In concert – Members of the English Sinfonia @ St John’s Smith Square: English Miniatures

Members of the English Sinfonia: Janice Graham (violin), Nick Bootiman (viola), Julia Graham (cello) Chris Hopkins (piano)

Vaughan Williams The Lark Ascending (1914)
Bridge Miniatures – Book 2, H88 (1910)
Coleridge-Taylor Piano Trio in E minor (1893)
Holst String Trio in G minor (1894)
Bax Piano Quartet in One Movement (1922)

St. John’s, Smith Square, London, 15 December 2020 (lunchtime)

Reviewed by Richard Whitehouse

Celebrating its 60th anniversary next year, the English Sinfonia will be remembered by older listeners for those valuable recordings of British music with Neville Dilkes (not least the first modern account of Moeran’s Symphony). Its current incarnation as ensemble-cum-chamber orchestra enables it to tackle a wide repertoire, and even though only the core personnel was featured in this afternoon’s concert, the works that were chosen offered a more than plausible overview of British chamber music composed across the late 19th and early 20th centuries.

Easy to forget that, long before his music assumed a more radical mindset, Frank Bridge was a composer of lighter fare. Hence those three sets of Miniatures for piano trio – classy salon music of which the second set moves from a soulful while never cloying Romance, via an infectious and decidedly scherzo-like Intermezzo, to a Saltarello with more than a hint of menace in its hectic dash. By comparison, the Piano Trio of Samuel Coleridge-Taylor tries a little too hard to impress. If this early piece is hardly the equal of such as the later Clarinet Quintet, its three compact movements are never less than eventful – whether in the vehement Allegro with its portentous opening, a Scherzo whose unremitting energy brings little respite, or Finale whose distinctive furiant rhythm sees the whole work through to a forthright close.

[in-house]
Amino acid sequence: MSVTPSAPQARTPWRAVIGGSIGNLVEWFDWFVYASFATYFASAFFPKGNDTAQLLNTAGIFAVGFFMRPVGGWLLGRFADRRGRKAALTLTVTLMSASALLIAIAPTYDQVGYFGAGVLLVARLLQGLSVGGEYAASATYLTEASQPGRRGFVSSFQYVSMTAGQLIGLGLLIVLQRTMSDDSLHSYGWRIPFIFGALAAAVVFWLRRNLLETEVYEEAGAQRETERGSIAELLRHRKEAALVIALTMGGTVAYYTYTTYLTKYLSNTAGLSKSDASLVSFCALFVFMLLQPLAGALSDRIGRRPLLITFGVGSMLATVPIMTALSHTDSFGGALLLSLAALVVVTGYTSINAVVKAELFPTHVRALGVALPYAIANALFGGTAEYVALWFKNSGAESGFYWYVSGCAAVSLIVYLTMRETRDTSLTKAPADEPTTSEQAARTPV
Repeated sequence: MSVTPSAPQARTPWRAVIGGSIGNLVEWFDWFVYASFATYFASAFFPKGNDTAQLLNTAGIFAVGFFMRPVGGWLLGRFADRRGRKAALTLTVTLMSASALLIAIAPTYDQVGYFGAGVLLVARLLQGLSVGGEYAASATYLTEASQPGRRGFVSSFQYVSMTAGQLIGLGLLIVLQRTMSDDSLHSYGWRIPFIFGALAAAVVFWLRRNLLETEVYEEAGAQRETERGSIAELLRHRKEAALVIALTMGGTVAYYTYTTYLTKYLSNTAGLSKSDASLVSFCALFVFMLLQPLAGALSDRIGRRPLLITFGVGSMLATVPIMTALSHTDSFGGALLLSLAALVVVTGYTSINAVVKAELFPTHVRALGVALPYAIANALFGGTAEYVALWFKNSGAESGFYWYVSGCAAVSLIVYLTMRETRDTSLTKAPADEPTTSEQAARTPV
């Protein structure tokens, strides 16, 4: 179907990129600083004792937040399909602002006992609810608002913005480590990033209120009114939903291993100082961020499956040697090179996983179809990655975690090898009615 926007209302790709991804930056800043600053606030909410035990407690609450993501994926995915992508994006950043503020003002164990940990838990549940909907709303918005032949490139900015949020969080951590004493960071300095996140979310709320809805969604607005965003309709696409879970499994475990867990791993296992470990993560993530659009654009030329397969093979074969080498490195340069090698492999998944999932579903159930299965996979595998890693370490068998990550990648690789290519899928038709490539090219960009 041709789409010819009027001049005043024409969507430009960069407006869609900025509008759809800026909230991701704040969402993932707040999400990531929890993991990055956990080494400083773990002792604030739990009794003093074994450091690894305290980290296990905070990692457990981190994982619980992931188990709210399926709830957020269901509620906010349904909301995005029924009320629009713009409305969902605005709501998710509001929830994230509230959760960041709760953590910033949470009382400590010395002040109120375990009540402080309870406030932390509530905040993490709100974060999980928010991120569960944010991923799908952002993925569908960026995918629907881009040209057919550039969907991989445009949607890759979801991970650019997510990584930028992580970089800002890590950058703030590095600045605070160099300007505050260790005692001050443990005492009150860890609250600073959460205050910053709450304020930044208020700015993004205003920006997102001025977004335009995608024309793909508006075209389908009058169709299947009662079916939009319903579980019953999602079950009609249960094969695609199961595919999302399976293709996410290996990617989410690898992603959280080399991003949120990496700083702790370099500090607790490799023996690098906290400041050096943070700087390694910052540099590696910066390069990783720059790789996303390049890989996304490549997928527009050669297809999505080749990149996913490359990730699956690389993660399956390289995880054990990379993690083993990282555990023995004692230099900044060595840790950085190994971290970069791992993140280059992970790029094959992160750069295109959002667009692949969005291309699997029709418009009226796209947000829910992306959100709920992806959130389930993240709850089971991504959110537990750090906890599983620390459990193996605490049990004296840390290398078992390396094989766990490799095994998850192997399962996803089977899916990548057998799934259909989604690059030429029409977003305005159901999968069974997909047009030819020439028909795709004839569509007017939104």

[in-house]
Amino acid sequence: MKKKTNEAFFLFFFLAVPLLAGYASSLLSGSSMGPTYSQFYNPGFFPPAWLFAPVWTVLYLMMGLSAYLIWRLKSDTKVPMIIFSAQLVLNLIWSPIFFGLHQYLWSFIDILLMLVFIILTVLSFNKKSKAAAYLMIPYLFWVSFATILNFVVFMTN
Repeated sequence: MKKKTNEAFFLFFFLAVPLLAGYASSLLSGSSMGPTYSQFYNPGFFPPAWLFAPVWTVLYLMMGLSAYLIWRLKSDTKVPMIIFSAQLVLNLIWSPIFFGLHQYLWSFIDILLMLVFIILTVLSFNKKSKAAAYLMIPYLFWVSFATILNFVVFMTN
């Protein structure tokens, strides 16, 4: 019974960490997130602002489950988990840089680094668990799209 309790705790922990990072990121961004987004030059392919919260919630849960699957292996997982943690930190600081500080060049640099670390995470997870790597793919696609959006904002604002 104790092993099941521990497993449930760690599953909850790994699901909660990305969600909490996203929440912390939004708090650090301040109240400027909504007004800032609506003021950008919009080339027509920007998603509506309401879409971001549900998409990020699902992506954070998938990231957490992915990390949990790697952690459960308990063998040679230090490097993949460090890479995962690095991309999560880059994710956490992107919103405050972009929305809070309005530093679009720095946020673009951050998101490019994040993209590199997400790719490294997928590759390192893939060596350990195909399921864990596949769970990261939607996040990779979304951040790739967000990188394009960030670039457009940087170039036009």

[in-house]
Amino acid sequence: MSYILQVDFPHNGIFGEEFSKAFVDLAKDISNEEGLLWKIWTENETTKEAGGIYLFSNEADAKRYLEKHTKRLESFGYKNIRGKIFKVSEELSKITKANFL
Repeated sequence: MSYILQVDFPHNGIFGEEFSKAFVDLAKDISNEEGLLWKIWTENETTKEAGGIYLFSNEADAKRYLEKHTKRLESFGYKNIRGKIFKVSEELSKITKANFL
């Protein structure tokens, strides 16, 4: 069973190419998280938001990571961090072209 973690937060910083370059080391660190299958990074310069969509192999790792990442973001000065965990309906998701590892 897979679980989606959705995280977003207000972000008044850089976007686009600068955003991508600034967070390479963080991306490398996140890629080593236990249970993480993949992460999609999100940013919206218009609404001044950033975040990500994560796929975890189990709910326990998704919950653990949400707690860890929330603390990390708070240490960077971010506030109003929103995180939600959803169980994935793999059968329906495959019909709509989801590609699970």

Unlike the above, Holst composed relatively few chamber pieces in his maturity. While his String Trio evinces little sense of what he went on to achieve, this does not lack for incident. Idiosyncratic, too, in that its compact and forthright opening movement is followed by one which, over twice as long, integrates a slow movement, scherzo and finale that add up to an unlikely if cohesive whole; the fugal intricacies of that final section a stern test of ensemble such as the present players despatched with evident resolve. Appreciably more characteristic is the Piano Quartet by Bax – its tensile single movement packing a wide range of ideas and moods into little more than 10 minutes; and following an essentially conflicted to triumphal trajectory recalling that of the combative First Symphony which immediately preceded it.

Opening this afternoon’s programme, Janice Graham gave an affecting account of The Lark Ascending in the version for violin and piano first heard in public exactly 100 years ago. Now the orchestral version has become ubiquitous, this chamber guise can feel almost a reduction, yet the lucidity of its formal layout becomes even more explicit, and the understated poise of its piano part – as rendered by Chris Hopkins – belies any doubts as to Vaughan Williams’s limitations when writing for the instrument. An eloquent start to an enterprising programme.

Further information at https://www.englishsinfonia.org.uk/

On record: BBC Symphony Orchestra / Martyn Brabbins – Vaughan Williams: Symphony no.5 & Scenes adapted from Bunyan’s Pilgrim’s Progress

*Emily Portman (singer); *Kitty Whatley (mezzo-soprano); *Marcus Farnsworth (baritone), *BBC Singers; *BBC Symphony Chorus, BBC Symphony Orchestra / Martyn Brabbins

Vaughan Williams
Symphony no.5 in D major (1938-43)
Scenes adapted from Bunyan’s Pilgrim’s Progress (1906)*